National Football League
Cushing: Banned substance not a steroid
National Football League

Cushing: Banned substance not a steroid

Published May. 8, 2010 1:00 a.m. ET

Brian Cushing insists the failed drug test that led to his suspension was for a non-steroidal banned substance, the Texans linebacker told exclusively on Saturday.

"I did not take a steroid," Cushing said. "I'm very disappointed because I thought we would've won the appeal. I'm still stunned by the decision. It'll be tough not being with my teammates."

Cushing was suspended for four games on Friday for violating the NFL's policy on performance-enhancing substances.

The 2009 Defensive Rookie of the Year will miss the first four games of the upcoming season and be eligible to return during the week of Oct. 4. The Texans play Indianapolis, Washington, Dallas and Oakland during his suspension.

Cushing can participate in preseason practices and games.

"We were disappointed to learn that Brian has been suspended for the first four games of the 2010 season,'' Houston general manager Rick Smith said in a statement. "Brian is a productive member of our team and this is a significant loss, but we have to be prepared to win without him.''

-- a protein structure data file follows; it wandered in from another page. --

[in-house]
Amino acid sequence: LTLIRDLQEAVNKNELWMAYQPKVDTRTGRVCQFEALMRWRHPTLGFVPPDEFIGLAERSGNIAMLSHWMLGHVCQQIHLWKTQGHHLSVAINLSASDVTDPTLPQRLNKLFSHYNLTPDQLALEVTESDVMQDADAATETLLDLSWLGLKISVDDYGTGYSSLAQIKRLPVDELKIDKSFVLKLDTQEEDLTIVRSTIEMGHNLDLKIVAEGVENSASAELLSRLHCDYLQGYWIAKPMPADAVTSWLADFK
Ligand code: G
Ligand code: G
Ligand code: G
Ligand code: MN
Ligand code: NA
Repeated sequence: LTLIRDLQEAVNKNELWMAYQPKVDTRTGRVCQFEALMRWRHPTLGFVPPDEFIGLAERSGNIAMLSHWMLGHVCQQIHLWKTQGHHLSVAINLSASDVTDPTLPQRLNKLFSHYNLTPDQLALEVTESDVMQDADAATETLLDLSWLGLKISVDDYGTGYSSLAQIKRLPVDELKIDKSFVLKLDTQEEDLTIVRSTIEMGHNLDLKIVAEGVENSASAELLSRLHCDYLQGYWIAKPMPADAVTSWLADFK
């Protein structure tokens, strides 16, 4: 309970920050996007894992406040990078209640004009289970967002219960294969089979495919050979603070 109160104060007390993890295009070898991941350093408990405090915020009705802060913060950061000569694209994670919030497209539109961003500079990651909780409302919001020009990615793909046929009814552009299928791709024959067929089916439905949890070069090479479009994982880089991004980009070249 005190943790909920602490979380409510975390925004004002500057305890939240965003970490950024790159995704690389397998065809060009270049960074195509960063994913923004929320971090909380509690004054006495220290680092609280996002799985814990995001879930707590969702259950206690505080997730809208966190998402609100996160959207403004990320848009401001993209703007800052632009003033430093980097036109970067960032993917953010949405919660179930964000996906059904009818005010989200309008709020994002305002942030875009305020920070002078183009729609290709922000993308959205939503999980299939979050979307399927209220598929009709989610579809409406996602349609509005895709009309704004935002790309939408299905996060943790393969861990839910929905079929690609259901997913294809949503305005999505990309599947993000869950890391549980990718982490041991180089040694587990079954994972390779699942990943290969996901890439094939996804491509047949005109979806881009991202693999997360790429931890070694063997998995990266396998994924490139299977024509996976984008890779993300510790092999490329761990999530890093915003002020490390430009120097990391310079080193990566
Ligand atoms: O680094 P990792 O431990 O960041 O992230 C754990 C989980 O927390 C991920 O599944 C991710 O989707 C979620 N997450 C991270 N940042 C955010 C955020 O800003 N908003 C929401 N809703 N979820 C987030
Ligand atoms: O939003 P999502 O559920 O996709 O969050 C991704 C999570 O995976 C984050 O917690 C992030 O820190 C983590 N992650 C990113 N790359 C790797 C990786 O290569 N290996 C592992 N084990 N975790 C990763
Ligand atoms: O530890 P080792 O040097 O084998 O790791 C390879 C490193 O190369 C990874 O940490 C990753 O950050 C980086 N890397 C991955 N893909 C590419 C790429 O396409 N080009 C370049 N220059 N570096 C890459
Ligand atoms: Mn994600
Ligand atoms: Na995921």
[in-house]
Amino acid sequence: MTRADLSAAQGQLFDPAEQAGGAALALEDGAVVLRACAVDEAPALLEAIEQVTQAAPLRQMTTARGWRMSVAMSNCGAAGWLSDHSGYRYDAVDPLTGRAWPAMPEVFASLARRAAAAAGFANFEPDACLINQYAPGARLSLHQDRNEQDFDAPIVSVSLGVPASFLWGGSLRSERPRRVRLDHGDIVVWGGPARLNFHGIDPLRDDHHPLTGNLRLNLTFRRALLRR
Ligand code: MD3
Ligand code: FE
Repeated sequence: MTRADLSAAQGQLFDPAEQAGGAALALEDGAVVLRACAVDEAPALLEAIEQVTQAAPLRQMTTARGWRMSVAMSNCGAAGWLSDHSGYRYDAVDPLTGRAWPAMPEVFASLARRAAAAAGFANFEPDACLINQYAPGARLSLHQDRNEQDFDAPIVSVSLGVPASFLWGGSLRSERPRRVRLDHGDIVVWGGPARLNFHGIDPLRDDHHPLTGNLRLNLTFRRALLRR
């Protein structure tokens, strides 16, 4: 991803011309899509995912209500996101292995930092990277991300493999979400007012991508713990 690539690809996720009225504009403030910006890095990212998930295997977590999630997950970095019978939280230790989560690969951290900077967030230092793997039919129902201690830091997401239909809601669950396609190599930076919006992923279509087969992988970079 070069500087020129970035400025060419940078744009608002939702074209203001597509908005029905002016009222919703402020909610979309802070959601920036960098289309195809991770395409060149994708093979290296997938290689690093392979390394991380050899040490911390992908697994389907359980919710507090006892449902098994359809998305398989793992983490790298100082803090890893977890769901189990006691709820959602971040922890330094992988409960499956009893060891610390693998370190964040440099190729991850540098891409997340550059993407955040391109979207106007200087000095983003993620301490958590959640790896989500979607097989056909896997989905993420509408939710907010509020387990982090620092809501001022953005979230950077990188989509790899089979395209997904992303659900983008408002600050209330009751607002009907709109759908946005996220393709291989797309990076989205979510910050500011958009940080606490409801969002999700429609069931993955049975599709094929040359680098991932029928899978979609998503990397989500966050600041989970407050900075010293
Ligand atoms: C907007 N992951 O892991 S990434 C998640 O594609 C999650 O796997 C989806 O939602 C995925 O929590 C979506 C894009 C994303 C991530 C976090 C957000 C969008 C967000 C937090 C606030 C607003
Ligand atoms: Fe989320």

Cushing, the 15th overall pick in last year's draft out of Southern California, had 133 tackles in 2009. The Texans finished 9-7 last season for their first winning record thanks in part to the improvement of a young defense that features Cushing, star middle linebacker DeMeco Ryans and 2006 top overall pick Mario Williams.

Veteran Kevin Bentley, who appeared in each game for Houston last season but never started, is Cushing's backup at outside linebacker.

Cushing was hounded by rumors of performance-enhancing drug use before he became a pro, but the Texans were undeterred. They said then they found no truth to those rumors in their draft preparations.

Cushing began training in February with MMAthletics, a program run by FOX Sports NFL Sunday insider Jay Glazer and mixed martial arts legend Randy Couture.

The Associated Press contributed to this report.


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